“Our guys know that we've got their back, and in turn, they follow the safety protocols that we have in place,” she said. “My dad started the business 30 years ago and he was a service technician, so he comes from a field person’s perspective. He always preached safety to the guys — and also to the office, so the guys know that the office has their back and we're going to do whatever we need to do to take care of them. So a lot of times what we're telling the guys, safety-wise, they pretty much just buy in.”
Of course, having PPE available is one step; knowing how to use it properly is another, especially when it comes to more complicated equipment.
Techs at Air Control do all the required OSHA training, as well as providing opportunities for review and practice. Right now, the company is working on a commercial job that requires the use of harnesses.
“Before we step into anything that’s not the normal day-to-day PPE, we always have safety meetings where we review anything they need to be aware of, any OSHA topics that fall into that category, and just make sure everybody's up to speed … so we're not showing up on a job site like, ‘Oh, wait, how does this go? I don't remember,’” she explained. With this particular job, she sent the harnesses home with the techs so they could try them on and get used to how they fit, since they hadn’t worked with harnesses for a while.
Leishman has also taken steps to keep safety top of mind. Recently, he has started sending out a mass text to technicians “with just a one-line on safety, to remind everybody about keeping their head on straight” every morning before work.
“We should be addressing one small aspect of safety on a weekly basis because it is so easy to be out of sight, out of mind, and everybody does get comfortable,” he said. “I'm sure some people would say that it's gotten out of hand and ‘there's got to be a handrail on a swing set’ kind of thing. But time and time again, guys will get injured, guys will slip, guys will cut their hand, whatever the situation is. You might be trying to get home quickly to get your kids to soccer practice. You've had a long week, you just want to go home — things like that. Safety is one of the first things that goes out the window when you get in a rush and you're just trying to get the job done.”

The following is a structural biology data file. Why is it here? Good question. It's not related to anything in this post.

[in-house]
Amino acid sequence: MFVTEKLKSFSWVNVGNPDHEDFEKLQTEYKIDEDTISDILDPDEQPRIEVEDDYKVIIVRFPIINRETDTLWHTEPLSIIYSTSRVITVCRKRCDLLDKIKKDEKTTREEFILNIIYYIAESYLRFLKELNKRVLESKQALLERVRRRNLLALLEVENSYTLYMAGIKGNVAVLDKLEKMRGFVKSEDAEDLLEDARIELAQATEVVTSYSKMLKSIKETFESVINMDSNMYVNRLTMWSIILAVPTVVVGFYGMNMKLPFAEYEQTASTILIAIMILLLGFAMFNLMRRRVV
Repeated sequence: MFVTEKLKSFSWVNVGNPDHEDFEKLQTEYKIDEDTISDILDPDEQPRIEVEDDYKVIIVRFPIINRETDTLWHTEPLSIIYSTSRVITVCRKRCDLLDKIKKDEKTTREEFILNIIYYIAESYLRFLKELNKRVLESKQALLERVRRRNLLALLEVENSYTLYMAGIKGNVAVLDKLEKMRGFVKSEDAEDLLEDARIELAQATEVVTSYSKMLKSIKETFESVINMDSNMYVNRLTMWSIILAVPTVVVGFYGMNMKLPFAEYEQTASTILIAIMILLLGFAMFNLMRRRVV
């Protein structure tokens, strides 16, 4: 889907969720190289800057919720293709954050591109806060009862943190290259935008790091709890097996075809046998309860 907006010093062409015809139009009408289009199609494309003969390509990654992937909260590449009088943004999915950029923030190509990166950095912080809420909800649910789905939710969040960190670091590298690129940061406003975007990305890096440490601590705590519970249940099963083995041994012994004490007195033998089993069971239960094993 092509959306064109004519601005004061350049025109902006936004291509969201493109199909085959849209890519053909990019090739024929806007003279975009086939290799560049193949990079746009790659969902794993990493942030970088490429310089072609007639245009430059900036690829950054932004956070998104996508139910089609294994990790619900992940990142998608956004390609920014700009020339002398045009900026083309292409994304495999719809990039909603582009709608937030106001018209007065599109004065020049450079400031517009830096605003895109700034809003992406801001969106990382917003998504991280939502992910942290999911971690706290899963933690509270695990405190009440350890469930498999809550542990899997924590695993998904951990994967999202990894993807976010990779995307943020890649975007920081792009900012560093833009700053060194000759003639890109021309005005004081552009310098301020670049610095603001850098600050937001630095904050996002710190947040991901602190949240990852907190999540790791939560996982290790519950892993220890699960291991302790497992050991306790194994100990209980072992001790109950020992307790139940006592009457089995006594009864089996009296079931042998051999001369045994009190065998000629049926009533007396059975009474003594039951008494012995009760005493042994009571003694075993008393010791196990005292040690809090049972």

Leishman said his technicians are receptive to that message.
“I think everybody understands the risks and is very open to PPE,” he said. “We have a very young crew. So I think as compared to the old-school technician that maybe didn't wear ear protection or eye protection — or even hand protection, for that matter — it's a pretty easy sell. Guys want to be safe; guys want to go home with everything intact.”
Masks and Gloves in the Heat of Summer?
As part of the company’s COVID-19-related precautions, Air Control technicians wear masks, gloves, and booties to their customers’ homes and wipe down anything in the home after they touch it.
Add in summer temperatures, and it could make for a lot to handle.
“Time will tell, but some of the guys have already said they’re start to feel a little bit claustrophobic with the mask on,” Zinc reported. “And the guys wearing plastic gloves … it’s so hot now that they just sweat. Their hands get all ‘pruned’ up.”
Some of the work takes place outside or away from the customer, which leaves some room for a break from the PPE.
“When we're inside the home, we're wearing those items, but if we're outside and working on the roof and we're not in contact with that customer, we are allowing techs to not have that mask on so they can breathe — especially if they're up in an attic or something of that sort,” Zinc said.